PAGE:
BRENTWOOD, Mo. – There were multiple rounds of flash flooding within a three-day span along Deer Creek this week.

Water continued to rise Thursday afternoon, even after the torrential rain had ended.  

“The water kept coming up. It was coming up through the sewers. [There was] actually almost a current down Brentwood Boulevard. [We were] pulling all the lumber from the lumber yard next door, running it down Brentwood Boulevard and actually filling our lot about halfway full,” said Tom Chac, president of Brentwood Building Supply. 

Views from Bommarito Automotive Group SkyFOX show the extent of the flooding in the area. Lumber from Forrest Products Supply Company was displaced down Brentwood Boulevard. 

When the rain started, Chac said they hurried to move their trucks to higher ground. They had just spent the day cleaning up from round one on Tuesday. 

“We cleaned up yesterday before the rain and then now it all just came back again so we have to do the cleanup again,” he said. 

Mark Fuchs, Senior Service Hydrologist for the National Weather Service, compares what happened Thursday with Deer Creek to the flooding on major rivers, just on a smaller scale and in a shorter timeframe.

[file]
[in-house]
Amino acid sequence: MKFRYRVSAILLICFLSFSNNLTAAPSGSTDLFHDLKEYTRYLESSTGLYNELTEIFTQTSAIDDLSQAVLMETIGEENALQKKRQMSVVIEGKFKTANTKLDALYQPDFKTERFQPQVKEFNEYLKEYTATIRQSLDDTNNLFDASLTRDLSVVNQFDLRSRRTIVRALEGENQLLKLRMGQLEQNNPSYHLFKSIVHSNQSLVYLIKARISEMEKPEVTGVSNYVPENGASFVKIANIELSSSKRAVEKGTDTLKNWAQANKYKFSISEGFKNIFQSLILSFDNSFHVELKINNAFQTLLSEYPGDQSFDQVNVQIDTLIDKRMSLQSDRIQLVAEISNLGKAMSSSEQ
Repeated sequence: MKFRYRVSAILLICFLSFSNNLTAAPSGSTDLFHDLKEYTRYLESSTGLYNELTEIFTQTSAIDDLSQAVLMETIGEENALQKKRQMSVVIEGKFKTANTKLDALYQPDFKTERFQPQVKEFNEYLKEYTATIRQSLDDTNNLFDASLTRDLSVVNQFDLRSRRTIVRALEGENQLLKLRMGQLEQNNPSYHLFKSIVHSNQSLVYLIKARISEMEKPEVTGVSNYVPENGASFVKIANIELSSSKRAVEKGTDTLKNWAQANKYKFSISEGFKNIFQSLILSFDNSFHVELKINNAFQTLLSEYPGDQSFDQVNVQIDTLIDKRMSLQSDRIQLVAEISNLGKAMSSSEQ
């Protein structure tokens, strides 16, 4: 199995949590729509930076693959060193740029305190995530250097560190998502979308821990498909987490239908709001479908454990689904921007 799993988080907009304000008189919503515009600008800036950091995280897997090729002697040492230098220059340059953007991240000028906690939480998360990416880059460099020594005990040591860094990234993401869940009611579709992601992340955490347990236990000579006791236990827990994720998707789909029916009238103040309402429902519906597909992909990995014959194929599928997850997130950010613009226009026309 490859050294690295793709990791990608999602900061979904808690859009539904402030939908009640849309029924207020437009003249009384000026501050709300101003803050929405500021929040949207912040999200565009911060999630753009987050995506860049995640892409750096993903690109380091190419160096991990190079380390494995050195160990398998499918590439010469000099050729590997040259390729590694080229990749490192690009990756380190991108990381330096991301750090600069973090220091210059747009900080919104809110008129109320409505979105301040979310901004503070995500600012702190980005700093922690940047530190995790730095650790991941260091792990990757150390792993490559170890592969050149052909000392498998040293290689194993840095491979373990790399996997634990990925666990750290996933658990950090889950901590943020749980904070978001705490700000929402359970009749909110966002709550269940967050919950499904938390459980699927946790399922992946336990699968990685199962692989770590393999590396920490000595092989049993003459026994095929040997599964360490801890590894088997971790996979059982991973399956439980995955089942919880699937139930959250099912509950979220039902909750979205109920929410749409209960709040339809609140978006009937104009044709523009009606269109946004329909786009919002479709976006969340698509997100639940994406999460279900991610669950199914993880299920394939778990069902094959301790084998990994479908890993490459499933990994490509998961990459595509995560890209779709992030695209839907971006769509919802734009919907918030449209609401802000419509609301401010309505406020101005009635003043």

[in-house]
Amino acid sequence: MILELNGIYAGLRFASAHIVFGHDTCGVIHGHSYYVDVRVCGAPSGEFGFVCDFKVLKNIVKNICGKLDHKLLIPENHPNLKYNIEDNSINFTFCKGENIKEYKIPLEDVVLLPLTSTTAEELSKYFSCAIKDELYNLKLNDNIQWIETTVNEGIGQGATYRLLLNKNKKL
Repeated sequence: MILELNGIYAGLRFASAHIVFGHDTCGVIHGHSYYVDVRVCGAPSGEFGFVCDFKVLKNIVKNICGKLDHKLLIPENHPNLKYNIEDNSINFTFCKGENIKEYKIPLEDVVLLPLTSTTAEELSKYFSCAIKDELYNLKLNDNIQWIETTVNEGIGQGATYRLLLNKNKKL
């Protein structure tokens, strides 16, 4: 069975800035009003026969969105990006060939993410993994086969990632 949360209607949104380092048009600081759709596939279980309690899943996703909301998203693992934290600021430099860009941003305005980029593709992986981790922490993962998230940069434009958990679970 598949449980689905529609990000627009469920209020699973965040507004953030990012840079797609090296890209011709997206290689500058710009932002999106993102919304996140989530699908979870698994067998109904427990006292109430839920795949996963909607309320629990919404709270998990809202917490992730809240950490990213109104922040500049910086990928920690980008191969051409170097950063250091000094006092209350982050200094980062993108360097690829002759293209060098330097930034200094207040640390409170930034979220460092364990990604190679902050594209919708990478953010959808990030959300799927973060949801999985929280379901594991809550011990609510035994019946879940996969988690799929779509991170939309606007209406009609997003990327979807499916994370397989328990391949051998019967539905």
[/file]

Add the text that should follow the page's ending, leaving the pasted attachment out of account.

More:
“Missouri and Mississippi, where you have the precipitation upstream and then the river will crest a couple of days later usually. [It] just takes time for all of that water to funnel down. On a micro scale, that’s what we’re looking at Manchester near Deer Creek,” Fuchs said. 

Farther east, Deer Creek Bar and Grill was also hammered twice this week. The majority of the damage occurred on Tuesday. The owner there says she’s been in talks with multiple contractors on what her next steps are. 

The water crossed Laclede Station Road into Deer Creek Plaza and into McAlister’s Deli. 

“Ten or eleven times, we had to mop it because it got pretty thick here. The color of the tiles was all the same. All tan, not dark brown and tan,” said Ginny Rogers, a manager at McAlister’s Deli. 

Based on radar estimates around 10 inches of rain fell over the course of 72 hours in the Deer Creek watershed. 

“That area has long been known for flooding issues right along Deer Creek. It’s not the first time. It doesn’t happen thankfully often,” said Fuchs.